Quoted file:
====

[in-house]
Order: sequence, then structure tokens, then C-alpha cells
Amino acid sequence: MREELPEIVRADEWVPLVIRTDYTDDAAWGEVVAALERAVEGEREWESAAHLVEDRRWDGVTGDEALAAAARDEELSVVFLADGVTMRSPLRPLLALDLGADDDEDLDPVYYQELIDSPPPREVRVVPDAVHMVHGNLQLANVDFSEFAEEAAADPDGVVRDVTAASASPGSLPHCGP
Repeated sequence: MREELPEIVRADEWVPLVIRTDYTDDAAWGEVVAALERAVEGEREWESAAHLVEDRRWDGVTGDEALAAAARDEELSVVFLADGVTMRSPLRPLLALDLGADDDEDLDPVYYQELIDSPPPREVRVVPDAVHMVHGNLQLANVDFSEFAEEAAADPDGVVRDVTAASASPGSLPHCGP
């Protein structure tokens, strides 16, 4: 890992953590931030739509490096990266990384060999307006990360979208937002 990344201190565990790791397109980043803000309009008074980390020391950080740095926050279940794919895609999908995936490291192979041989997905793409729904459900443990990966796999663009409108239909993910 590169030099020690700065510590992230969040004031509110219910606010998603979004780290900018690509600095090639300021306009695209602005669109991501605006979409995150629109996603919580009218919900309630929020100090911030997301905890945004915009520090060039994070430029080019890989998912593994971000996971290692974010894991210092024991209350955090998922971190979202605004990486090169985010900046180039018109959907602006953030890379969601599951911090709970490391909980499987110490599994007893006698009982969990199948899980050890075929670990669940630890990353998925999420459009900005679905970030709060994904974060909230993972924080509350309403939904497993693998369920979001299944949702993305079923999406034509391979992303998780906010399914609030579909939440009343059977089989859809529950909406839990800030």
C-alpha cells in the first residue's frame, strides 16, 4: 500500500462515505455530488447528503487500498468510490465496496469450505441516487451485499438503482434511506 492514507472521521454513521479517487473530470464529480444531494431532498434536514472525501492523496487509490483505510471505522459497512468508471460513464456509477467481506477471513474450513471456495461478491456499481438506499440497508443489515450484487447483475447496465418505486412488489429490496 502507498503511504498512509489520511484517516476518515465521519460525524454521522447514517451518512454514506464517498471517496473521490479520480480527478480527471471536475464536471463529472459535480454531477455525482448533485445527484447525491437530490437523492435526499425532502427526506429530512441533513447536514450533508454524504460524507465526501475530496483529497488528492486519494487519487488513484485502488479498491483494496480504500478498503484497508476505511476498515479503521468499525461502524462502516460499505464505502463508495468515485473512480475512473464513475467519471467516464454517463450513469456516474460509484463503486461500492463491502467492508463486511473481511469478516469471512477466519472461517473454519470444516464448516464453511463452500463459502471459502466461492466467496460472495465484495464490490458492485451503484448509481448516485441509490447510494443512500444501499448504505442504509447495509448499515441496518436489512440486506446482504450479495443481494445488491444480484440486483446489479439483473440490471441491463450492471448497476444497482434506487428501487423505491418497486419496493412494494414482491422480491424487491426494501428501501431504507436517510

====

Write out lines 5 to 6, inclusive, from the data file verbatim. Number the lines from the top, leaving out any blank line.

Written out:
């Protein structure tokens, strides 16, 4: 890992953590931030739509490096990266990384060999307006990360979208937002 990344201190565990790791397109980043803000309009008074980390020391950080740095926050279940794919895609999908995936490291192979041989997905793409729904459900443990990966796999663009409108239909993910 590169030099020690700065510590992230969040004031509110219910606010998603979004780290900018690509600095090639300021306009695209602005669109991501605006979409995150629109996603919580009218919900309630929020100090911030997301905890945004915009520090060039994070430029080019890989998912593994971000996971290692974010894991210092024991209350955090998922971190979202605004990486090169985010900046180039018109959907602006953030890379969601599951911090709970490391909980499987110490599994007893006698009982969990199948899980050890075929670990669940630890990353998925999420459009900005679905970030709060994904974060909230993972924080509350309403939904497993693998369920979001299944949702993305079923999406034509391979992303998780906010399914609030579909939440009343059977089989859809529950909406839990800030």
C-alpha cells in the first residue's frame, strides 16, 4: 500500500462515505455530488447528503487500498468510490465496496469450505441516487451485499438503482434511506 492514507472521521454513521479517487473530470464529480444531494431532498434536514472525501492523496487509490483505510471505522459497512468508471460513464456509477467481506477471513474450513471456495461478491456499481438506499440497508443489515450484487447483475447496465418505486412488489429490496 502507498503511504498512509489520511484517516476518515465521519460525524454521522447514517451518512454514506464517498471517496473521490479520480480527478480527471471536475464536471463529472459535480454531477455525482448533485445527484447525491437530490437523492435526499425532502427526506429530512441533513447536514450533508454524504460524507465526501475530496483529497488528492486519494487519487488513484485502488479498491483494496480504500478498503484497508476505511476498515479503521468499525461502524462502516460499505464505502463508495468515485473512480475512473464513475467519471467516464454517463450513469456516474460509484463503486461500492463491502467492508463486511473481511469478516469471512477466519472461517473454519470444516464448516464453511463452500463459502471459502466461492466467496460472495465484495464490490458492485451503484448509481448516485441509490447510494443512500444501499448504505442504509447495509448499515441496518436489512440486506446482504450479495443481494445488491444480484440486483446489479439483473440490471441491463450492471448497476444497482434506487428501487423505491418497486419496493412494494414482491422480491424487491426494501428501501431504507436517510